Background: There is evidence that chronic inflammation may promote atherosclerotic disease. We tested the hypothesis that acute infection and vaccination increase the short-term risk of vascular events.
Methods: We undertook within-person comparisons, using the case-series method, to study the risks of myocardial infarction and stroke after common vaccinations and naturally occurring infections. The study was based on the United Kingdom General Practice Research Database, which contains computerized medical records of more than 5 million patients.
Results: A total of 20,486 persons with a first myocardial infarction and 19,063 persons with a first stroke who received influenza vaccine were included in the analysis. There was no increase in the risk of myocardial infarction or stroke in the period after influenza, tetanus, or pneumococcal vaccination. However, the risks of both events were substantially higher after a diagnosis of systemic respiratory tract infection and were highest during the first three days (incidence ratio for myocardial infarction, 4.95; 95 percent confidence interval, 4.43 to 5.53; incidence ratio for stroke, 3.19; 95 percent confidence interval, 2.81 to 3.62). The risks then gradually fell during the following weeks. The risks were raised significantly but to a lesser degree after a diagnosis of urinary tract infection. The findings for recurrent myocardial infarctions and stroke were similar to those for first events.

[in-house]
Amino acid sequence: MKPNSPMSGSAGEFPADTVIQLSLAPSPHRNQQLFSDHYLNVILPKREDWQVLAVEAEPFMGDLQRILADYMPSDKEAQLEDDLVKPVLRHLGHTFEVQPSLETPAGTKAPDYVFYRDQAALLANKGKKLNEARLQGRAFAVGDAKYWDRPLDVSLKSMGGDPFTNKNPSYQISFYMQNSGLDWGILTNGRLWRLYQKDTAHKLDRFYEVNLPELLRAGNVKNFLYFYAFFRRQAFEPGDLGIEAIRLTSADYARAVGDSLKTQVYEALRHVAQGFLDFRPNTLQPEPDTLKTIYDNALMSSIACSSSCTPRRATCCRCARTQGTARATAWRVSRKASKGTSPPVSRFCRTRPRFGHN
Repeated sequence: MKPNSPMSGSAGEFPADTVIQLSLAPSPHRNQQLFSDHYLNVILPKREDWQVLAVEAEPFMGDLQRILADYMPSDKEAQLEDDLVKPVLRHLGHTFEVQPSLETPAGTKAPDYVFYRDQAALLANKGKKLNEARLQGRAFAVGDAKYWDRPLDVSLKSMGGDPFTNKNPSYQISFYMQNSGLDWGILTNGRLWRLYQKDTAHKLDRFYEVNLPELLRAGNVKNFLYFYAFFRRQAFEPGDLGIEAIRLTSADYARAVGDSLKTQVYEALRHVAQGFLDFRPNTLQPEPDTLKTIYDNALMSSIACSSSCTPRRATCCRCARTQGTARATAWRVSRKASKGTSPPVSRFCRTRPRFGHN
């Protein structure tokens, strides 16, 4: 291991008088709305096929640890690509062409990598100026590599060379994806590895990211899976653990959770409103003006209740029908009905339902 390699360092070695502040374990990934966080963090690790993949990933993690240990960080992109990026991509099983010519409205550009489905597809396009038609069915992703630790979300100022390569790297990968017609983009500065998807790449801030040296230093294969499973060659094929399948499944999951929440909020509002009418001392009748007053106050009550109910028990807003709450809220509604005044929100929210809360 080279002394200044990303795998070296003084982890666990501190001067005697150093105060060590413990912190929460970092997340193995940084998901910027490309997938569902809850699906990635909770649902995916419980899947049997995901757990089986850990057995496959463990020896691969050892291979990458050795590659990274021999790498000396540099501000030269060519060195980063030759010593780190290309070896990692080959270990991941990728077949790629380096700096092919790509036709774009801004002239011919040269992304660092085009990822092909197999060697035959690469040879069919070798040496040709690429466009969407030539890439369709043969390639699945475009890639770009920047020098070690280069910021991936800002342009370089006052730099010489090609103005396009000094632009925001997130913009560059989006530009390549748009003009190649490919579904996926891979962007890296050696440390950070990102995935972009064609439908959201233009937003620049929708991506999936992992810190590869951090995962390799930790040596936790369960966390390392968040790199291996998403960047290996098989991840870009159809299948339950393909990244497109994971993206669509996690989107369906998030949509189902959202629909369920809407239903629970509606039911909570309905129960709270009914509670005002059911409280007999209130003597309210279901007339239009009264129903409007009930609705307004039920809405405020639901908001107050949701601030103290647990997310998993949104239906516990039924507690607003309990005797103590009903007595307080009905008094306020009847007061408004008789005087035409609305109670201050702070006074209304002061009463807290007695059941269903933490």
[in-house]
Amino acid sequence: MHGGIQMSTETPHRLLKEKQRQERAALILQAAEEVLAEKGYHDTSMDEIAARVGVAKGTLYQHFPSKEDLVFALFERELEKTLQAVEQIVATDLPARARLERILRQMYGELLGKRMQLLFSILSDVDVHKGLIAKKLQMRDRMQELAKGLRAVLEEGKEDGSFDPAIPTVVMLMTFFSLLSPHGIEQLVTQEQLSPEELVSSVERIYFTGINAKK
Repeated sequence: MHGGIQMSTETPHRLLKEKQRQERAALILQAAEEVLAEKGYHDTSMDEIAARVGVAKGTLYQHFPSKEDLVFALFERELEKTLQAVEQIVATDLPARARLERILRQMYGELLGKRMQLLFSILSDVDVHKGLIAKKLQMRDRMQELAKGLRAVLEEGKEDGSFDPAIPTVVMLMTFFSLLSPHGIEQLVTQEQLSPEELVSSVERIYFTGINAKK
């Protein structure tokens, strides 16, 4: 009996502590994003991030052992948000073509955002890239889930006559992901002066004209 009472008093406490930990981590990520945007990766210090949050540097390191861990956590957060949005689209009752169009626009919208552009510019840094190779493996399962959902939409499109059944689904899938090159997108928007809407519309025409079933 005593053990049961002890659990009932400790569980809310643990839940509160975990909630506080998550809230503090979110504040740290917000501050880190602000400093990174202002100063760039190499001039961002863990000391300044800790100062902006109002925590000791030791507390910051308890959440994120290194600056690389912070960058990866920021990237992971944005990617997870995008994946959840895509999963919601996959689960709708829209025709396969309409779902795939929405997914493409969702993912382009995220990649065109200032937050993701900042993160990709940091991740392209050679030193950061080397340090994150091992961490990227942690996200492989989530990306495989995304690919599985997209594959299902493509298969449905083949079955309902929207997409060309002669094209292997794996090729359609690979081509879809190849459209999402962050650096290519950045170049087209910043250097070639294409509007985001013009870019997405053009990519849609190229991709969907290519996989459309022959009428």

Conclusions: Our findings provide support for the concept that acute infections are associated with a transient increase in the risk of vascular events. By contrast, influenza, tetanus, and pneumococcal vaccinations do not produce a detectable increase in the risk of vascular events.
Copyright 2004 Massachusetts Medical Society.